Without faster-than-light transportation, is interstellar travel possible? In The Collapsing Empire, the first book in the Interdependency series, author John Scalzi imagines a strange phenomenon called “The Flow”, unknown to our current physics. Using normal rocket propulsion to reach a region of space where the Flow interacts with normal space, a spaceship can get into the Flow with a carefully-crafted bubble of normal space surrounding it, and be carried along to other star systems in a few weeks or months.
All of known space is part of a network of Flow “streams” connecting the worlds making up the Interdependency, an empire so named because only one planet in the network has all the resources needed to sustain human life on its own. And that one planet—End, Earth is long lost in this universe—is a backwater, the farthest from all other planets in the network, so it’s a good thing that the Flow streams were mapped out more than a millennium ago and are stable.
Except that they aren’t. They are starting to collapse, and within a few years, interstellar travel will be impossible.
I had not read anything else by Scalzi before this book. I first took note of it when it was mentioned in a panel on climate change at CoNZealand, so I suppose I was expecting a focus on either (a) the moneyed interests’ resistance to any change that disturbs their position at the top of the pile, or (b) the impacts on the billions of ordinary people being lied to and abandoned to cruel fate by political leaders unwilling to make hard choices. I was a bit disappointed in that. There are some parallels with the current climate crisis, mostly in terms of people in power unwilling to face up to unpleasant facts, but the focus was less on environmental and societal impacts than on noble families in conflict.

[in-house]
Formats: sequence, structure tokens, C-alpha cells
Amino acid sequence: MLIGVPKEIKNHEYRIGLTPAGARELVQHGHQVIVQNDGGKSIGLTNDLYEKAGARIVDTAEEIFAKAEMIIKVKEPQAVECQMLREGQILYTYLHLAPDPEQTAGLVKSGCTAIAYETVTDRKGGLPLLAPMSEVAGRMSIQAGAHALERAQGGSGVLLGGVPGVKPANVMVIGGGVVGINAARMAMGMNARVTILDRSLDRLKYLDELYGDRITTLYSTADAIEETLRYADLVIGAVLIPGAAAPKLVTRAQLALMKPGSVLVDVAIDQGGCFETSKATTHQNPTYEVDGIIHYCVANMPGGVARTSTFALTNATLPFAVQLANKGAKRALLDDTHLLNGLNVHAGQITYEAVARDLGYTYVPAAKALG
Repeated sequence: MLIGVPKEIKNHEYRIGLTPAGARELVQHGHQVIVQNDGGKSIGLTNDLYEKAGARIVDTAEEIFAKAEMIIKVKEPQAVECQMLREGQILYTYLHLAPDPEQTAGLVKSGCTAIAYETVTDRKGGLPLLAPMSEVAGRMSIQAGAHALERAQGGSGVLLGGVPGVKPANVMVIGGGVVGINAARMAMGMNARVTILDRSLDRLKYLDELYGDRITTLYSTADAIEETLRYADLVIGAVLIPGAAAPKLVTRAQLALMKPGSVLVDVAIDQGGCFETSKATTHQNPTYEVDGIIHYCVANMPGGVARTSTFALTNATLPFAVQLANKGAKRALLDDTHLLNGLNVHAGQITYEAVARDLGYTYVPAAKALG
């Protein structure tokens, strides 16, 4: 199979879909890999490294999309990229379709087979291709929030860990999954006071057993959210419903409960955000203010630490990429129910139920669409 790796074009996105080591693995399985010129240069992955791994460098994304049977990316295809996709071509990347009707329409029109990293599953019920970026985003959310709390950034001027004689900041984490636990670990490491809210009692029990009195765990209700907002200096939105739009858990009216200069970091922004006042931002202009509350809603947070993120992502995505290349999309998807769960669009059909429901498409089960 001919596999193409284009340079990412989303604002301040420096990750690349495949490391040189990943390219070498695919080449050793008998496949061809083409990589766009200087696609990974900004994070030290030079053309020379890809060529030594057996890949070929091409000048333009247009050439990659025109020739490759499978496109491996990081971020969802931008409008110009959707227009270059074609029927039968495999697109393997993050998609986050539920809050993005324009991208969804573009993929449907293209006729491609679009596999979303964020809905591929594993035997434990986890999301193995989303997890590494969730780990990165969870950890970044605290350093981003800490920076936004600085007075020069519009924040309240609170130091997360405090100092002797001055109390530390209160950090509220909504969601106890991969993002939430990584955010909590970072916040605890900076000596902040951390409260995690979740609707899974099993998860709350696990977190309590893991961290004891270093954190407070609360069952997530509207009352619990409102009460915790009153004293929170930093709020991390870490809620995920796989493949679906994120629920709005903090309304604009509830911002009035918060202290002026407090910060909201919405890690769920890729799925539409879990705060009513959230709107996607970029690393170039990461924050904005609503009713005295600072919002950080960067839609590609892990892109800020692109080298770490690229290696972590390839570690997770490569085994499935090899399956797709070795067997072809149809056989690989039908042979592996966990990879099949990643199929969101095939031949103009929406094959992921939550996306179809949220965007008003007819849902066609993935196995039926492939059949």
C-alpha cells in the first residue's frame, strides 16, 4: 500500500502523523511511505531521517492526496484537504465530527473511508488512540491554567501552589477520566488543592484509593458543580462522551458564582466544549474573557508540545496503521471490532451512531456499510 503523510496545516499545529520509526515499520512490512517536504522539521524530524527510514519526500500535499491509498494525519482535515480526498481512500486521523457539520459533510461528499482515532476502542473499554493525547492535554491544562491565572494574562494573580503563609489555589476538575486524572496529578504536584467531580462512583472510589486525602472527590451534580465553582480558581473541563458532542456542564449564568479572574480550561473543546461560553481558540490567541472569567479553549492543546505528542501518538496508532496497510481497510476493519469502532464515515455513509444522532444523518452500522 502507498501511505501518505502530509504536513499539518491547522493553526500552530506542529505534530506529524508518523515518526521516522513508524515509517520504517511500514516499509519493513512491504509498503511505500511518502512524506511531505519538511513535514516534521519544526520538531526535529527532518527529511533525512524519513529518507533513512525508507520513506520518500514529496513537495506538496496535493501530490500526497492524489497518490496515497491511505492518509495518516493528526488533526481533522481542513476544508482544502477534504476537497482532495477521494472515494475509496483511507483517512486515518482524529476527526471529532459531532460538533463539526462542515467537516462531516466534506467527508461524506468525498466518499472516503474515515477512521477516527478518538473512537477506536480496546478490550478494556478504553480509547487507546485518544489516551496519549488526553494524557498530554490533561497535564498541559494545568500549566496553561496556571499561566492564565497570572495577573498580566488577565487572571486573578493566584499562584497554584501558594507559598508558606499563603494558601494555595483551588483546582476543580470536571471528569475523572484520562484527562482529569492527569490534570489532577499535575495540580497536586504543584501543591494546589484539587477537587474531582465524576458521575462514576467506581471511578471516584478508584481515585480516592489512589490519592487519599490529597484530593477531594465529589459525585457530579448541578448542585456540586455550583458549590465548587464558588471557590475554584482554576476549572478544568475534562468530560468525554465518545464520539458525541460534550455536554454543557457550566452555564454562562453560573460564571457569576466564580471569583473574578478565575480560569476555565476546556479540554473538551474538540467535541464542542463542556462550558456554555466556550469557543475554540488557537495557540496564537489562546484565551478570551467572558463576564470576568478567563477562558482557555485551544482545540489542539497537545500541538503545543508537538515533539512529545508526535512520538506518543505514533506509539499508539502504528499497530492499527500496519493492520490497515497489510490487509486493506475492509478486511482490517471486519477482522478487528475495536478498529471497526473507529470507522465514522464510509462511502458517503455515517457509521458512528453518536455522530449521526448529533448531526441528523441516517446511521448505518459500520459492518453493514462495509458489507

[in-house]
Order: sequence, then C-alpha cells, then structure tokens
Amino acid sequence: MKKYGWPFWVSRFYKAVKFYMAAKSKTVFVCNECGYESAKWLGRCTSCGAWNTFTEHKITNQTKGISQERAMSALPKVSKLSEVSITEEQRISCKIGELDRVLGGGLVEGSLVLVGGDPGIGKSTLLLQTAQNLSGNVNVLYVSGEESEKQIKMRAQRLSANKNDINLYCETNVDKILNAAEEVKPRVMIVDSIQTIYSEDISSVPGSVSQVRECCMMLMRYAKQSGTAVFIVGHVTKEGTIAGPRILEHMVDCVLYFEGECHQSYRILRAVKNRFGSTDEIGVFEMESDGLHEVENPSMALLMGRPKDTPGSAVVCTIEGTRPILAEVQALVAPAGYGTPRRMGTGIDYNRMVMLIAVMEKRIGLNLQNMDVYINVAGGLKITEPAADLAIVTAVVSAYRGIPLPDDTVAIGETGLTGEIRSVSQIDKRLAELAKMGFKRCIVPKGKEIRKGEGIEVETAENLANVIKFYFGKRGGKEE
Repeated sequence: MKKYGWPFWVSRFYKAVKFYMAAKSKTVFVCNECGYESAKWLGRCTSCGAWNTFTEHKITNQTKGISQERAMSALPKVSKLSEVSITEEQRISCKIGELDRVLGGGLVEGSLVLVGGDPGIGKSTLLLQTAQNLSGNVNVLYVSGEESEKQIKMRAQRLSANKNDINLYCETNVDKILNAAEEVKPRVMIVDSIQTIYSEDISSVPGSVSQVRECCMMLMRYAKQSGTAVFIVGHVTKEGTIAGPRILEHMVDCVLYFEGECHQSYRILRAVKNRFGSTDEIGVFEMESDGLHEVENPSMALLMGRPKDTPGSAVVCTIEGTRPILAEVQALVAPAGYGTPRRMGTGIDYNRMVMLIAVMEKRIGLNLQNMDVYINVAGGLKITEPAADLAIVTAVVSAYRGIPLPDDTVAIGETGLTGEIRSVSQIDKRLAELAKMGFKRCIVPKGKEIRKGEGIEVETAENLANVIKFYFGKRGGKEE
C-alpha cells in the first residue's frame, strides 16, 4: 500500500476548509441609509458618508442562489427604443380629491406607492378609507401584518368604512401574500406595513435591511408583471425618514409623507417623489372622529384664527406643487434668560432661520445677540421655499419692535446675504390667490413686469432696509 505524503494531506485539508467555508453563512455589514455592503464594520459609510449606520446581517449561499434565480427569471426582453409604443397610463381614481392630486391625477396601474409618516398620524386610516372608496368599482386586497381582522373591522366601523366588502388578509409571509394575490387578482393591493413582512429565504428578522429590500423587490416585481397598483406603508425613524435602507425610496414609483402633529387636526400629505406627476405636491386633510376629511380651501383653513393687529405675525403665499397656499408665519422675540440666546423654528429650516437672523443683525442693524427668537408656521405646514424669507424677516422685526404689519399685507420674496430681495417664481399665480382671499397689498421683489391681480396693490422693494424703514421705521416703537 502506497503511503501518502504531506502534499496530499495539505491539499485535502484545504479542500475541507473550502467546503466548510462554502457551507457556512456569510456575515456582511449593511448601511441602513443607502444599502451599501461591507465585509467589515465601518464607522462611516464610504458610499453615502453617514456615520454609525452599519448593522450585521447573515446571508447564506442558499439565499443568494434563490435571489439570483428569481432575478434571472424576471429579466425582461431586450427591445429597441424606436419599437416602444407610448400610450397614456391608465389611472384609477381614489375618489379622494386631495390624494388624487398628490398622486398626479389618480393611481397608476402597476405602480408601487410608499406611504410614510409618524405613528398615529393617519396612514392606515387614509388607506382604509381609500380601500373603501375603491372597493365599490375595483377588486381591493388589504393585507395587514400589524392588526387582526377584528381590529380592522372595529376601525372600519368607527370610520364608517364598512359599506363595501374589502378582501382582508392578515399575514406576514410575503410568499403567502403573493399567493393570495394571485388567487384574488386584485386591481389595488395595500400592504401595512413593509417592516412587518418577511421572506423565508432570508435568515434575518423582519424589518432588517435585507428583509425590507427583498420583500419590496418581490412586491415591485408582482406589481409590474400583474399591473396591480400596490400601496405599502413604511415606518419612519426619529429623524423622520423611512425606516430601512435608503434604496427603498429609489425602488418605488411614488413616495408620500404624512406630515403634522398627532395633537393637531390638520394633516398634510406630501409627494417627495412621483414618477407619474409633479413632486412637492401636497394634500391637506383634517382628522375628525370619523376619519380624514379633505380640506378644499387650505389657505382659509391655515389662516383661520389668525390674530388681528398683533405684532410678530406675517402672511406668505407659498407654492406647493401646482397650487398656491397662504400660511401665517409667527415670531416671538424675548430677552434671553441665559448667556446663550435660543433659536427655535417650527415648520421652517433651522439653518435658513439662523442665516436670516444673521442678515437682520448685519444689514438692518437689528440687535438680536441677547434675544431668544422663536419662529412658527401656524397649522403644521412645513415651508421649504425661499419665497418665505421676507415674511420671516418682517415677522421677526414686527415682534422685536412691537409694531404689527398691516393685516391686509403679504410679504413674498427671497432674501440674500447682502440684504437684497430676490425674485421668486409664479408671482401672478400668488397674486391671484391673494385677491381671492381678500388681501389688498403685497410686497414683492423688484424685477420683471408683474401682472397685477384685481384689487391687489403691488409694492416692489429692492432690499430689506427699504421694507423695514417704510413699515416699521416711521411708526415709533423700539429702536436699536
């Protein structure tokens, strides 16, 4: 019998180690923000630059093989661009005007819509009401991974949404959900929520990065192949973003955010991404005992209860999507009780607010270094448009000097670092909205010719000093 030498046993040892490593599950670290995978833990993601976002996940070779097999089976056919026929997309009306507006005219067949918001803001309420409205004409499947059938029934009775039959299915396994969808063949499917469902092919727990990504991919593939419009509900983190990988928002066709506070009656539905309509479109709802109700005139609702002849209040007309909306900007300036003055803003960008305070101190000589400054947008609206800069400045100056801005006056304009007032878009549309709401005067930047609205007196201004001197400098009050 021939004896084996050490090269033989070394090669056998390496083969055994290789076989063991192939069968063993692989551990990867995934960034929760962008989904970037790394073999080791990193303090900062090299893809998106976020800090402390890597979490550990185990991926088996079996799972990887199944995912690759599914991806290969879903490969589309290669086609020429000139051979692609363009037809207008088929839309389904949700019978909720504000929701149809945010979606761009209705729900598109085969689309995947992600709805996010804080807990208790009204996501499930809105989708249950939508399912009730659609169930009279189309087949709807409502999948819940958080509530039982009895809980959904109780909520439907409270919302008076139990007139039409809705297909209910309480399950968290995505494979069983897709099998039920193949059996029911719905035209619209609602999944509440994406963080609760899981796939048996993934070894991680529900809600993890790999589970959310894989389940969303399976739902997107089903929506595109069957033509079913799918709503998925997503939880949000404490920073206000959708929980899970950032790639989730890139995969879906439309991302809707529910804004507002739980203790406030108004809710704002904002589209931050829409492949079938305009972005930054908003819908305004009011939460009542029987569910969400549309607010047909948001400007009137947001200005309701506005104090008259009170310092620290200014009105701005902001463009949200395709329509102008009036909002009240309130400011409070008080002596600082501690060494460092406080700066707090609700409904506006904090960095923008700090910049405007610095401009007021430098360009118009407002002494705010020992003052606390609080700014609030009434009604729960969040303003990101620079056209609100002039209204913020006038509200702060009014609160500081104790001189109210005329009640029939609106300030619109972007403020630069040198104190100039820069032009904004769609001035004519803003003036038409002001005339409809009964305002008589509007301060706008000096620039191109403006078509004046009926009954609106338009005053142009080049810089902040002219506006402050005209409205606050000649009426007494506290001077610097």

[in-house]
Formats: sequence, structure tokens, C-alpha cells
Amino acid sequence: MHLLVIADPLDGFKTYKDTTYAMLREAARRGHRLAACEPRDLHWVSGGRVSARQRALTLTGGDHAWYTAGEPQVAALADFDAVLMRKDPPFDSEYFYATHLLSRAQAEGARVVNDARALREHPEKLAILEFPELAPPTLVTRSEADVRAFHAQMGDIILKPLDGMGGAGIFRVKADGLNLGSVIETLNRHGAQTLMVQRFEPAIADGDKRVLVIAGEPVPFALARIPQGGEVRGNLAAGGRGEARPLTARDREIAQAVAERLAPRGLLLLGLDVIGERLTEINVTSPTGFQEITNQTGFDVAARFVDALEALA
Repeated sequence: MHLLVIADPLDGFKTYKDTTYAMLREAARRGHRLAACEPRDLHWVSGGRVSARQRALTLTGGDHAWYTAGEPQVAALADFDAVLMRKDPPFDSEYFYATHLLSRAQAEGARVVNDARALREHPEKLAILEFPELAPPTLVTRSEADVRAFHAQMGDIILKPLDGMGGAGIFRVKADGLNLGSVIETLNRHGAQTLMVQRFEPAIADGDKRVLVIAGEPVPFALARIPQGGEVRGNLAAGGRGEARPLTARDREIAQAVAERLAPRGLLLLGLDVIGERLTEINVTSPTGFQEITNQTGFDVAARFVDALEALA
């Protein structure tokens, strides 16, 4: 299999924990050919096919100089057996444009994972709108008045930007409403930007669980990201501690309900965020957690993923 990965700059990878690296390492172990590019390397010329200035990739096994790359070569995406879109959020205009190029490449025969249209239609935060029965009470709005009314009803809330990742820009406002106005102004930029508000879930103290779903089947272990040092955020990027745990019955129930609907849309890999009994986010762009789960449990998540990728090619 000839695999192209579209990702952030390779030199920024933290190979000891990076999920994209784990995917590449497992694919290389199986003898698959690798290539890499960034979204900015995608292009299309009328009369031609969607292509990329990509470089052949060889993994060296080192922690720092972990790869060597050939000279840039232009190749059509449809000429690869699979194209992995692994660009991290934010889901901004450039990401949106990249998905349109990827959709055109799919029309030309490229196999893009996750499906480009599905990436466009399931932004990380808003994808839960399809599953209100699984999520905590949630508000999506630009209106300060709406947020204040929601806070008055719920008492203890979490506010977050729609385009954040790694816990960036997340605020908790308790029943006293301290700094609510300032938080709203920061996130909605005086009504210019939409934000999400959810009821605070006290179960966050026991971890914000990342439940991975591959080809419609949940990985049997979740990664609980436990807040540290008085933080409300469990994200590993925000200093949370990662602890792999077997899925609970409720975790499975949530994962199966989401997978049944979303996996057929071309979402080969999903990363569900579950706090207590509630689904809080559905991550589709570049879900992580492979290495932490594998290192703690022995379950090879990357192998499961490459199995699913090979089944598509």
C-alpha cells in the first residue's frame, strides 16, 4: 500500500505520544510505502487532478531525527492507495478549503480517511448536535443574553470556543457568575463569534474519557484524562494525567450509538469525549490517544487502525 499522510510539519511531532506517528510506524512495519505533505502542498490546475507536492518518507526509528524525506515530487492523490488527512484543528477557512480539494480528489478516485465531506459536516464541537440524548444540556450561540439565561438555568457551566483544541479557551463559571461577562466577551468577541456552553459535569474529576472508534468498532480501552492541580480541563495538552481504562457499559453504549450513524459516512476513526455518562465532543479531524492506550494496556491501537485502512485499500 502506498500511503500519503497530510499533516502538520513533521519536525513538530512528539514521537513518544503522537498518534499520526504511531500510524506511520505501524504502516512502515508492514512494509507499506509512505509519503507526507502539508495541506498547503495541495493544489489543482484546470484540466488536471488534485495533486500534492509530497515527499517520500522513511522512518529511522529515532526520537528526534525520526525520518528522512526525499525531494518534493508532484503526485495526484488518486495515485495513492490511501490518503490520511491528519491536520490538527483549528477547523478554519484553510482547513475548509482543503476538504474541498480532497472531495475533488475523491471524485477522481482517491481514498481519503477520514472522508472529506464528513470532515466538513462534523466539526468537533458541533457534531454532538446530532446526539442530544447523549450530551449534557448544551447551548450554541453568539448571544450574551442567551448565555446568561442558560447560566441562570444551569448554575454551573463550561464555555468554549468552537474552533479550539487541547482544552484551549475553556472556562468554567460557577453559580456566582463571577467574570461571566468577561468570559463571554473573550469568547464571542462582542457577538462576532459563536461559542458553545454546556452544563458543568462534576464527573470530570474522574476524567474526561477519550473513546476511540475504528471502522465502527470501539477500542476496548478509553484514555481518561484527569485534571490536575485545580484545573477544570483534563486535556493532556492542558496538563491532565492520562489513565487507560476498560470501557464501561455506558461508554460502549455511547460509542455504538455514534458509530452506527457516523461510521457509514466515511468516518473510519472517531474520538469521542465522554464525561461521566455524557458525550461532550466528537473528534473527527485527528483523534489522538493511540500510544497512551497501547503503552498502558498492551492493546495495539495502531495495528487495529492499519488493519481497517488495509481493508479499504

The ruling Wu family has stayed in power for a millennium by extracting tolls and tariffs from their monopoly control of all the entries to and exits from the Flow streams around one central world, Hub. Another ambitious family sees the collapse as an opportunity to take control by establishing the same monopoly around End—under the mistaken assumption that the streams will simply shift, and not dry up completely—and has no scruples about using any means to accomplish that goal.
There are three main characters in The Collapsing Empire:
- Cardenia Wu-Patrick, the new emperox (a gender-neutral term for the ruler of an empire). She is an accidental, untrained emperox—her older and recently-deceased half brother was expected to assume the throne—who is having to deal with terrorist bombings, assassination attempts, and unwanted suitors as well as this crisis.
- Marce Claremont, the dedicated scientist overcoming obstacles—including kidnapping and his own insecurities—to bring the emperox the bad news. He also has to live with the knowledge that with the streams collapsing behind him, he may never see his home world again.
- Kiva Lagos, a potty-mouthed, sex-obsessed member of a noble family, whose main concern is avoid losing face by going into the red on a sabotaged trade journey.
Cardenia and Marce are fairly standard characters: the underestimated ruler who grows into the job, the charming nerd. Kiva is more entertaining—she is ruthless, conniving, quick-thinking, and even occasionally exhibits a conscience—but plot, not characterisation, is this book’s strong point.
One other thing of note about this series is the gender neutrality. Women hold positions of power—emperox, head of the church, heads of merchant families—without questions about their competence. Many of the major players, both protagonist and antagonist, are women. A butt-kicking sister looks after her gentle brother. The over-sexed Kiva will get it on with just about anything that moves.
On the other hand, Kiva takes advantage of her position to get her employees into bed with her—a trait that isn’t more forgivable when a woman does it than when a man does. So, boo.
Aside from that, this is a fun, easy read, with hissable villains, witty dialogue, and some great action sequences. Good modern space opera, in other words. Warning: this first book ends on a bit of a cliffhanger. If you enjoy it, you’ll probably want to go on immediately to the second book in the series, The Consuming Fire.
Trigger warnings: Violence, bad language, and some surprisingly un-erotic sex.